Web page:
Tag Archives: potatoes

Gardening Update

My girlfriend grew these lupins.

Ok – so this isn’t the most interesting thing I’ve ever posted, but if anyone wants to know how my garden is progressing, here’s some pictures.

I meant to do this last year and forgot, really.

This year, am trying to do things a bit more professionally. I’m following the RHS’ iPhone app as close as possible about when to plant indoors or out, when to transplant from one pot to another, etc. I couldn’t recommend it highly enough, as it gives me regular reminders to do something (I tend to forget otherwise, and things can be a bit hit and miss as a result). Continue reading Gardening Update

Swedish meatballs, new potatoes, gravy

…and I even threw some green beans in for some ‘vegetable’ aspect.

Tonight I was struggling to decide what to cook. I finally settled on Swedish-style meatballs, purchased yesterday in Tesco.
Despite Swedish meatballs looking very interesting in an episode of Eurotrash I saw years ago, being made by a half-naked Victoria Silvstedt, I had only first tried Swedish meatballs a few months back in the restaurant section of my local Ikea.
They came with something brown I assumed was gravy, and I was offered cranberry sauce which I foolishly took and wished I hadn’t.

Recreating this at home seemed like it might not be too difficult, I thought optimistically.
However while shopping in Tesco yesterday afternoon I realised I didn’t actually know what went into Swedish meatballs, except for meat of some kind. While browsing the fresh meat aisle, I spotted some Swedish-style meatballs already prepared. Convenient or what?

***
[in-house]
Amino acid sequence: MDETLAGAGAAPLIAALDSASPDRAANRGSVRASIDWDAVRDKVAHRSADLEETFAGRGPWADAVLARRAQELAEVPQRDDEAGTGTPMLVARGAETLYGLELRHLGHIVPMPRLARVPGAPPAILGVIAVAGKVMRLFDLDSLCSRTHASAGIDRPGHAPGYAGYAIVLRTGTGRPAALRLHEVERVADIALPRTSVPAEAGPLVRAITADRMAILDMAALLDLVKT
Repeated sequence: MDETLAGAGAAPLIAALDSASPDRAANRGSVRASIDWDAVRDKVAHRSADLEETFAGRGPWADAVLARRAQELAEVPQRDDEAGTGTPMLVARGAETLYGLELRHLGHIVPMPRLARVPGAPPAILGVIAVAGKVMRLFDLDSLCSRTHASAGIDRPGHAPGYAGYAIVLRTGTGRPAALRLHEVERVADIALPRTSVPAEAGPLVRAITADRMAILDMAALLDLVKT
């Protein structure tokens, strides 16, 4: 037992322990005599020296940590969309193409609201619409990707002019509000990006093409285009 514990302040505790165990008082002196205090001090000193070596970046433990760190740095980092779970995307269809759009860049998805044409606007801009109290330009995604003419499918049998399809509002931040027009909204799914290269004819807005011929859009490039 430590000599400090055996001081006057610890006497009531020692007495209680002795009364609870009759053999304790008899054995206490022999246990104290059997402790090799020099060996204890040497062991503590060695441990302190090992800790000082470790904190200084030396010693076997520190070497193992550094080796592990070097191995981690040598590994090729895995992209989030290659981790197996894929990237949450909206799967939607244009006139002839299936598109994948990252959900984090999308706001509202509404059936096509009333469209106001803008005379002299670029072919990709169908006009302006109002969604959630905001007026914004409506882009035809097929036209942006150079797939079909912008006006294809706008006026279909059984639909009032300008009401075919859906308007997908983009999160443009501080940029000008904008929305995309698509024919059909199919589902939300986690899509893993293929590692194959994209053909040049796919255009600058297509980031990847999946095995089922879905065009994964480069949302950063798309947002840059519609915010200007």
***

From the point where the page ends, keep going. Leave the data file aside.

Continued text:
So tonight – meatballs!
What do you have with meatballs? The ones in Ikea had come with potatoes, cranberry sauce and…some sort of Swedish form of gravy?
A quick look on Ikea’s website tells me it wasn’t gravy at all. Apparently what is sold in the restaurant is “traditional Swedish meatballs with cream sauce and lingonberry sauce”.
What the hell is a lingonberry?

Well, lingonberry jam, according to wikipedia:
“is served both as jam, with cereal or pancakes, and as a relish with meat courses such as Swedish meatballs, beef stew, liver dishes, and regionally even fried herring. It has also been used to sweeten the traditional oatmeal porridge. It is less commonly used as marmalade on toast and as a topping on vanilla ice cream”.
Talk about versatile! I can’t think of too many things you could have with sausages, fish, on toast, and with ice cream – and have them all still be edible.

Well that was out anyway.
I’ve got a friend coming round in an hour, and I’d quite like to finish eating before they get here, so I don’t really have time to go to Tescos and get lingonberry jam/sauce/juice/relish to go with them, so I decided that ordinary chicken Bisto would have to do.

New potatoes on, and the oven too. The oven took a surprisingly long time to heat up, but I’m not too fussed because new potatoes always seem to take longer than the 20mins I think they will, even if I start them off with boiling water instead of cold.

The meatballs don’t smell particularly appealing cold from the fridge, it has to be said.
15-20mins in the oven is apparently enough for these. Even starting them probably 10mins after, and putting them in for a full 20mins – the potatoes still didn’t seem quite done by the time the meatballs were.
I killed the oven and left my balls to keep warm (ok – I had to have one – I lasted this long), while I did the green beans.

Eventually, all done..
I removed my balls from the oven (that’s the last one, I promise). The tray is a bit greasy and they’re not really smelling much nicer cooked – they don’t really smell much like I remember the ones in Ikea being like. More like ‘value’ sausages.
Still, as I’ve decided I’m not judging food entirely by smell anymore, I plated the meatballs, potatoes, and green beans, and added gravy.

From the first one, I can tell you Tescos pre-prepared meatballs taste absolutely nothing like what I ate in Ikea.